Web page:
Dr. Dawg

Opposition: time to recalibrate

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Faced with the Harper government's frontal assault on the principles of responsible government, the opposition is in its usual complete disarray. My Liberal friend Impolitical has a new badge up at her place: "I prorogue because...I can...you let me...". But what do we get from the leader of Her Majesty's Loyal Opposition?

Just when a decisive voice is called for, there's Michael Ignatieff bleating almost en passant about the Harper cut-and-run exercise, and then proffering loads of hype about a Liberal "thinkers' conference" in March (which may conflict with a Spring election call, leaving all those thoughts unthought). Another tiresome grand tour of the Canadian hinterland is planned, including a homecoming visit to the universities. In other words, he'll be flying below the radar again at a crucial time.

Once defensive about Ignatieff's glaring lack of political instincts, Liberals are now starting to sound embarrassed. I don't blame them. Here's what the Leader says, fiddling while Rome burns:

It seems unbelievable that the Conservative government has prorogued Parliament for the second time in a year. Canadians are rightly starting to wonder if Conservatives intend to shut down government whenever things don’t go their way.

While Conservatives will be in hiding, Liberals will be hard at work over the next few months.

On March 26 to 28, 2010, some of Canada’s leading progressive thinkers and doers will gather in Montreal for a conference entitled Canada at 150: Rising to the Challenge. They will be part of a national conversation about the Canada we want to be in 2017, when we celebrate our 150th birthday, and the steps we can take today and tomorrow to get there.

That conversation starts with you.

That’s why I’ll be spending the first few months of the year reaching out, travelling from coast to coast, holding town-hall meetings, web forums and small gatherings to hear from Canadians first-hand. Your ideas, hopes, concerns and priorities will feed the discussion in Montreal. We’re starting off by visiting university and college campuses across the country – because a conversation about Canada’s future starts with the generation of Canadians that will shape it more than any other.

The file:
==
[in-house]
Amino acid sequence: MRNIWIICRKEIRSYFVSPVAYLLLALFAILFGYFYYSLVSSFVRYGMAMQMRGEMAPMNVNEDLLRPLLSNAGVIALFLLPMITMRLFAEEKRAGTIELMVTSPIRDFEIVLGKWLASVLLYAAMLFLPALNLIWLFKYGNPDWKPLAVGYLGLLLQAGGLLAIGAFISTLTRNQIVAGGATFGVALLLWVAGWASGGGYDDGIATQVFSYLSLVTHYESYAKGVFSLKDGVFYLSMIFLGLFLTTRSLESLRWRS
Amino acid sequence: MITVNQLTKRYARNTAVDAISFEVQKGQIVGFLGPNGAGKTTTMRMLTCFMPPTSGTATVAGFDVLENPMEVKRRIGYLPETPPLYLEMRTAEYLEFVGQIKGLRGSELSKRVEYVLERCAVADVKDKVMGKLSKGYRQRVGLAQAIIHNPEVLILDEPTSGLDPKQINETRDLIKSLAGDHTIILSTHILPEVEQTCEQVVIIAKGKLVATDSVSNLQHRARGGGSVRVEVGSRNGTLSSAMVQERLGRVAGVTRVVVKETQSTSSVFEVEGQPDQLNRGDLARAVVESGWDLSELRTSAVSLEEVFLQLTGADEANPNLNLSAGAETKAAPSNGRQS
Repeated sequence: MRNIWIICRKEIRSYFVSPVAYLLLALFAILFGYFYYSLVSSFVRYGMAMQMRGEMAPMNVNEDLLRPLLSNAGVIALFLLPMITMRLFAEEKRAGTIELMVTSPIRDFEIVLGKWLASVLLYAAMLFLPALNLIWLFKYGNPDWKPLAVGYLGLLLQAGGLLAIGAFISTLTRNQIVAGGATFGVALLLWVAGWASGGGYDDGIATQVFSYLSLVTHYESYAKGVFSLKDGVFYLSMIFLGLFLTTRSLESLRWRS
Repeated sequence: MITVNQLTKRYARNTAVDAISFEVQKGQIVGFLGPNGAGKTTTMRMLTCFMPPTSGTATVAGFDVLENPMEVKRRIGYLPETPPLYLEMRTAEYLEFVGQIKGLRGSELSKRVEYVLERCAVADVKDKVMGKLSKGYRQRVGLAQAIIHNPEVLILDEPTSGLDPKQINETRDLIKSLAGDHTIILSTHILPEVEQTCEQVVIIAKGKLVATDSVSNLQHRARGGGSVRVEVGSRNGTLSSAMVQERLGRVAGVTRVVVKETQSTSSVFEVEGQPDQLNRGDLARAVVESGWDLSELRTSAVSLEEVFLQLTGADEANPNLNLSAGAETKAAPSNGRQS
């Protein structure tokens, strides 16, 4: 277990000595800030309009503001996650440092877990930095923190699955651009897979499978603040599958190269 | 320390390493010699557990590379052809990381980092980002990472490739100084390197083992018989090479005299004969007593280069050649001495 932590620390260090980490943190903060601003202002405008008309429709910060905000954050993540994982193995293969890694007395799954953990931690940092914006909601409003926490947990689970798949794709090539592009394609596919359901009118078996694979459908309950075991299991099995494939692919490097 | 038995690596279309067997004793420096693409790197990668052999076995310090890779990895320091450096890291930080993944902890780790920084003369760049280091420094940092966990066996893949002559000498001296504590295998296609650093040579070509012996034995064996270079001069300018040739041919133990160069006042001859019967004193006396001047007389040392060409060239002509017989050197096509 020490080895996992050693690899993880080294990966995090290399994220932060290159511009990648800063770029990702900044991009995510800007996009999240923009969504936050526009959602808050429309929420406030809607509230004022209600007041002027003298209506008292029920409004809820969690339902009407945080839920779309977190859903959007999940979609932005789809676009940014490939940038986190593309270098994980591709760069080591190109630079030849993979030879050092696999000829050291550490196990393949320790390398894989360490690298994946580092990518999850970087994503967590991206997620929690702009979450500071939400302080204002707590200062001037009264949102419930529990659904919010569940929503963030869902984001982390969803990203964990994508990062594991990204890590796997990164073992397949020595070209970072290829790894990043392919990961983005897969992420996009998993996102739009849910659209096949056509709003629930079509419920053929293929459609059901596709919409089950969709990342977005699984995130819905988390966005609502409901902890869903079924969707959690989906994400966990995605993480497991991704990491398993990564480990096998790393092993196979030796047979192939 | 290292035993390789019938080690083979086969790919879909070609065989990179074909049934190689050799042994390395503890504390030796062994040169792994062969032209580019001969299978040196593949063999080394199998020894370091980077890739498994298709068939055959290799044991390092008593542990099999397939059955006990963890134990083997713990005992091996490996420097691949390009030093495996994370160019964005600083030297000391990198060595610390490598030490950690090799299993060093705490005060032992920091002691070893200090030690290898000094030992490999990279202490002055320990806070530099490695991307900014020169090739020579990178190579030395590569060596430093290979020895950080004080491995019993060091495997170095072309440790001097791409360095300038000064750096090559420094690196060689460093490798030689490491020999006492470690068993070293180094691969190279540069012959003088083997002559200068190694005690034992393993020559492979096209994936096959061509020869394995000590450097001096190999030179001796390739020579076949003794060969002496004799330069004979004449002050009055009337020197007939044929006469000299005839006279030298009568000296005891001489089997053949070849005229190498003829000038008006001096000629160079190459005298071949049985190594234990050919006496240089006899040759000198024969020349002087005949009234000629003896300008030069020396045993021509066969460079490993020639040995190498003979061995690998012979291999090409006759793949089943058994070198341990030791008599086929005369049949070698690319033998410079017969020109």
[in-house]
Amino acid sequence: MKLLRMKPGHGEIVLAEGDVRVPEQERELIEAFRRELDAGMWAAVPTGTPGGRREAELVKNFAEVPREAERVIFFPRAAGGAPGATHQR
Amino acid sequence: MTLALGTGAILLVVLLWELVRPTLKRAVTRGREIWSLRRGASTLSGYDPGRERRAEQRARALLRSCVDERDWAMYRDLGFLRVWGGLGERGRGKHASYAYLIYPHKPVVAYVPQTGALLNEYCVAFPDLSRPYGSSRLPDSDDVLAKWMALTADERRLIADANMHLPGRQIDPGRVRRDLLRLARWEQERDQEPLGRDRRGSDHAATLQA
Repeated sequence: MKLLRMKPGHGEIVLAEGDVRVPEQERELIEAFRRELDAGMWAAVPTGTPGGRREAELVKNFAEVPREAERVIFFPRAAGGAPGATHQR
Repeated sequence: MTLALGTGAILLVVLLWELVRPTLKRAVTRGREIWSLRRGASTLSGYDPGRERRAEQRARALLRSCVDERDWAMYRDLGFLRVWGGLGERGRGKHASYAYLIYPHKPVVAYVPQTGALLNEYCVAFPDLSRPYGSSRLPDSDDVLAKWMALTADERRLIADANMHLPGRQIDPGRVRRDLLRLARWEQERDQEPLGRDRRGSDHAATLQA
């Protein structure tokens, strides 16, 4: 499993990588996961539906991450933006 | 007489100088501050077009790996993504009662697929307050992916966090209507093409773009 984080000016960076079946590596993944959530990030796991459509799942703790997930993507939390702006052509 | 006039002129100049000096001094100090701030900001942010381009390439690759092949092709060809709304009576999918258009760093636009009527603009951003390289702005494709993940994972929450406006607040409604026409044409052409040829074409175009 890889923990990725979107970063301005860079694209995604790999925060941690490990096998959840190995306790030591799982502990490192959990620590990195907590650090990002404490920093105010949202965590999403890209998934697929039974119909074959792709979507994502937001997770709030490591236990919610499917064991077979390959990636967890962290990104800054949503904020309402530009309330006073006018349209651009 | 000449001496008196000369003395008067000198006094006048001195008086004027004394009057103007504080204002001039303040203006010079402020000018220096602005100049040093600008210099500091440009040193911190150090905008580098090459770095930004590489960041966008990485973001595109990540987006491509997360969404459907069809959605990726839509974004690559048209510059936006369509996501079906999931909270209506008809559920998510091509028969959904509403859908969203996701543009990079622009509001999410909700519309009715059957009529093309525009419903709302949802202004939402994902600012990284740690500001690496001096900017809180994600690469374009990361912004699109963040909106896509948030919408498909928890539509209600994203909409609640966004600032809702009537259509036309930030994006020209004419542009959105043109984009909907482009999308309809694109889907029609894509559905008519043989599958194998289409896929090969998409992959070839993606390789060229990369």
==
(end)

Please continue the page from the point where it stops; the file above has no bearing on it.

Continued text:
This goes beyond flabbiness, all the way to intellectual catatonia. A plaintive whine about those mean Conservatives, and then a proposal for a "national conversation," forsooth, where the common folk can all talk about Canada seven years hence.

Leaders are supposed to lead, dammit. This empty suit has been asking for input almost since his coronation. Doesn't he have any ideas of his own by now?
Any gut reactions? Any strategy? Any vision? Any passion, for crying out loud?

I'm not even a Liberal, and I'm yearning to hear something real, just for once, come from this man's mouth.

If he still needs a clue, let him proceed by way of focus groups and polls.
Canadian views are diverse: you won't pick up themes and directions by holding townhalls. At present Ignatieff is offering little more than do the online mainstream media with their comments threads, pretending to give Canadians a voice--suggesting, even, that they are somehow being listened to--but, in reality, building sandboxes for trolls to whom no one pays any real attention.

It's a faux-democratic exercise, at best.
If Ignatieff hasn't figured out what presses Canadians' buttons by now, he won't achieve enlightenment with more trans-Canada meetings. Once more, he's coming across as a floundering, rootless character in search of an author.

At one point in the Fall of 2008, it looked as though the three opposition parties, representing the majority of Canadians, might achieve something by concerted action. Ignatieff pulled the plug on that, and shortly afterwards began to circle the drain himself, to the mounting despair of the Liberal rank and file. By the end of last October, he had finally pulled his party below Stéphane Dion's numbers.

Advisors have been cramming words and policies into him, inevitably making him look silly and out of touch--flipflopping on asbestos, selecting EI reform as a defining electoral issue, putting the Conservatives on "probation," tough-talking about an election when he's ten percent behind in the polls. Now we're getting a thinkers' conference and what might fairly be called outreach theatre.

We needed courage and conviction. We got Charlie McCarthy.

How is it that Harper can get away with defying and padlocking
Parliament whenever he likes? Because he can. Because we're letting him. Because the two smaller opposition parties can't do very much on their own. Because the largest "opposition" party in the House of Commons is lumbered with a hapless caricature of a leader and a "war room" apparently populated by stoned adolescents.

I don't want any part of your "national conversation," Iggy. In case you hadn't noticed, we've already been having one. Perhaps some day you might deign to join it--or have the decency to step aside and make way for someone who will.

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This page contains a single entry by Dr. Dawg published on January 4, 2010 1:31 PM.

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